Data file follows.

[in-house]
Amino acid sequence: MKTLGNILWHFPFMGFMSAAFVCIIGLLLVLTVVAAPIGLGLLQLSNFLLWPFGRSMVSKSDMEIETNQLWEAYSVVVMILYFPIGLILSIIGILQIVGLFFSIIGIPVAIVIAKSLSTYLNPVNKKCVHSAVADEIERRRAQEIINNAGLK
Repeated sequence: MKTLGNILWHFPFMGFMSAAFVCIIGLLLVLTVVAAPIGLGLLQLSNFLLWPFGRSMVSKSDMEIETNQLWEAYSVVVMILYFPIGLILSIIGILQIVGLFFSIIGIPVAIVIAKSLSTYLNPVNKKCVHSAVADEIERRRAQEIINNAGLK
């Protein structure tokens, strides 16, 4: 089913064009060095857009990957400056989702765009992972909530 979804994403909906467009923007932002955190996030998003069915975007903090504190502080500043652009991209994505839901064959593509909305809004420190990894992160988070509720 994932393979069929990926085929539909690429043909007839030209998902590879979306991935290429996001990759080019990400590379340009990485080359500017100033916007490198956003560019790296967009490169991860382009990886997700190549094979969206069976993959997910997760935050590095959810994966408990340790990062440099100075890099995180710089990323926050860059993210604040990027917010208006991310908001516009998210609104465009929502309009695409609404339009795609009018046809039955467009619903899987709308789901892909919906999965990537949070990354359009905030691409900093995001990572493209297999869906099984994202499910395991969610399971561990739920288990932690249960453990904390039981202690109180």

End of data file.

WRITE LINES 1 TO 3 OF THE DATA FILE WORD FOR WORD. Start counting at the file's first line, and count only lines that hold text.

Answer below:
[in-house]
Amino acid sequence: MKTLGNILWHFPFMGFMSAAFVCIIGLLLVLTVVAAPIGLGLLQLSNFLLWPFGRSMVSKSDMEIETNQLWEAYSVVVMILYFPIGLILSIIGILQIVGLFFSIIGIPVAIVIAKSLSTYLNPVNKKCVHSAVADEIERRRAQEIINNAGLK
Repeated sequence: MKTLGNILWHFPFMGFMSAAFVCIIGLLLVLTVVAAPIGLGLLQLSNFLLWPFGRSMVSKSDMEIETNQLWEAYSVVVMILYFPIGLILSIIGILQIVGLFFSIIGIPVAIVIAKSLSTYLNPVNKKCVHSAVADEIERRRAQEIINNAGLK